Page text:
Could LTE Bury The Dinosaur Cable Coax?


I'm enjoying surfing the net on my home computer at speeds upwards of 28Mb/s. It's fantastic. I never thought I'd be enjoying such high speeds.

To my surprise, the Mediacom company is offering 2 packages that are even faster that what I currently have: a 50Mb/s Ultra, and 105Mb/s Ultra Plus.

That's insanely fast, as far as I'm concerned. Just a few years ago, the techie prognostocators said we'd never see Internet speeds of even 50Mb/s like Europe, because the US is too spread out and we don't have a majority dense tightly packed city population like they do with a great copper wire network.

But as awesome as it sounds to surf at 105Mb/s on your home computer with Mediacom, they might be obsolete within a couple of years. Chances are, they are topped out on how far they can go with increases in speed packages.

To get the Ultra Plus 105Mb/s package, Mediacom had to do a lot of hardware upgrades to their network. They worked hard on updating modems, switches, and the fiber optic lines. But they also had to find a source of available bandwidth to run the data.

From what I know, I believe this came from decomissioning 2 different sets of available bandwidth from their analog television channel offerings. They had to trade out the use of those frequencies, and add them to the existing 2 frequency ranges that they were already using in order to create the 105Mb/s package. Each range has a capability of pumping out roughly 25Mb/s of data.

Long story short, it looks like they are topped out. All the while, the big mobile network providers are rolling out LTE (Long Term Evolution) 4G service across the nation, with no wires, providing download speeds as high as 54Mb/s. Which do you think has the most capability for expansion? The topped-out big fat wire from the cable service provider, or the wireless LTE network?

Things will get interesting once we see the full rollout of LTE service right here in my home town. Once AT&T (my provider) tweaks the system and can reproduce the super high speeds that we already have in St. Louis and Kansas City, I might run out of reasons for keeping my cable modem.

The only stumbling block will be data charges. Can a mobile service provider dole out enough data for download at a reasonable price that can compete with the cable company? Right now, the answer is no.

Even at the lowest level for Mediacom, called "Launch", you get 150Gb of total data to download for your 3Mb/s service. Each package increases the amount you can download for the month, ending at 999Gb with Ultra Plus.

As we know, the cell service providers like capping us greedy data downloaders off at 250mb, 3Gb, and 5Gb. That pales in comparison. This could be the saving grace for Mediacom's high speed cable internet service... for now.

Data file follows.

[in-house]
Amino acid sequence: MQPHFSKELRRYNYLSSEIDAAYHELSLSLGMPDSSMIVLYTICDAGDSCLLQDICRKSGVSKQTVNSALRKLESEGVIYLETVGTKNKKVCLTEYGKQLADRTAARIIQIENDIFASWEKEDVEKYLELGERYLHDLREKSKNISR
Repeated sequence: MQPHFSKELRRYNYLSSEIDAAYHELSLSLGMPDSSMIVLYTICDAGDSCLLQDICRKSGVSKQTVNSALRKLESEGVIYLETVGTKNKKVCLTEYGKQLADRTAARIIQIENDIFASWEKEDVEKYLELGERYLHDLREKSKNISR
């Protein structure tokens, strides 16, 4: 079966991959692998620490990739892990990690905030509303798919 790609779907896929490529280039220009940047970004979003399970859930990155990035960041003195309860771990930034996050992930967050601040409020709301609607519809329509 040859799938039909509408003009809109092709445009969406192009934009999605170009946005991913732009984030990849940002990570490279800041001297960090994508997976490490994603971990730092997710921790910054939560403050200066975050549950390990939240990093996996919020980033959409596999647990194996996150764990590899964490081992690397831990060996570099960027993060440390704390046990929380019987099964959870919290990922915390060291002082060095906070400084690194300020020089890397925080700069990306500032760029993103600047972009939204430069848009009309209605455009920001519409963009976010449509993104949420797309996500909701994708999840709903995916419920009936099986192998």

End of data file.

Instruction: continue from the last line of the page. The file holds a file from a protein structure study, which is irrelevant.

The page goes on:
Carlton Flowers
Data Hog


Mediacom - Great Customer Service But One Achilles Heel


I am writing this blog post from my smartphone. Why? It's because my cable internet service provided by Mediacom is down.

I don't knock Mediacom, though. High speed cable internet service is not something guaranteed by the Bill Of Rights. There's no way a company can promise uninterrupted internet service.

But the friendly folks at Mediacom have not solved one critical aspect of their service - timeliness of responding to customer outages.

I have stuck with Mediacom over the years, and have preferred it over slower DSL serivce. But even though the DSL in our area is not capable of pumping out mega-fast data througputs, it was more dependable.

For whatever reason, the Mediacom cable internet infrastructure is seriously sensitive. It doesn't take much to knock out the signal.

While we can't control the reason for outages, you would expect the service provider to do the best they can in getting techs to fix the problem.

But in my experience with Mediacom over the past ten years, the average time of response when my service is interrupted for whatever reason has been one to three weeks.

While the company provides excellent customer service, in my opinion, response time is an area that they have a huge opportunity for improvement.

The most glaring evidence of this is shown when you compare the time it takes for an install versus the response time for a service tech. New installs can be taken care of in a matter of days.

But the reason for this, I am led to believe, is that the company utilizes contract workers to help them with new installs. Employees cover service calls.

I have had the most outstanding Mediacom employees come to the rescue when my cable internet is botched up. But their excellent work is overshadowed by the length of time you've got to wait for them to shuffle through the cue.

When you call with a problem, the answer you get from the toll free customer service line is usually, "the earliest we can get a service tech out to your house is 2 weeks from today".

If you have a customer who is depending heavliy on their internet access for business purposes, or for taking collegiate courses online, a two-week wait just doesn't sit well.

Sure, you can always go to McDonald's or Panara Bread and use their free WiFi, so it isn't life or death. But I am not convinced that the company has made the effort to truly improve upon this problem.

Opinions about Mediacom Cable vary from person to person. I still happen to be a fan of theirs. But their reputation for quality of service provided could go from average to great if they made the firm decision to improve in this area.

Burn the boats, Mediacom, and don't look back. Take this issue head on, and get it solved. If you do, the arrival of LTE won't shake your customer base.

What are your opinions about Mediacom, CenturyLink, or other high speed internet service providers? What do you see in the future for internet access? Will the wires survive, or will the wireless rise?

Carlton Flowers
Wired Up Geek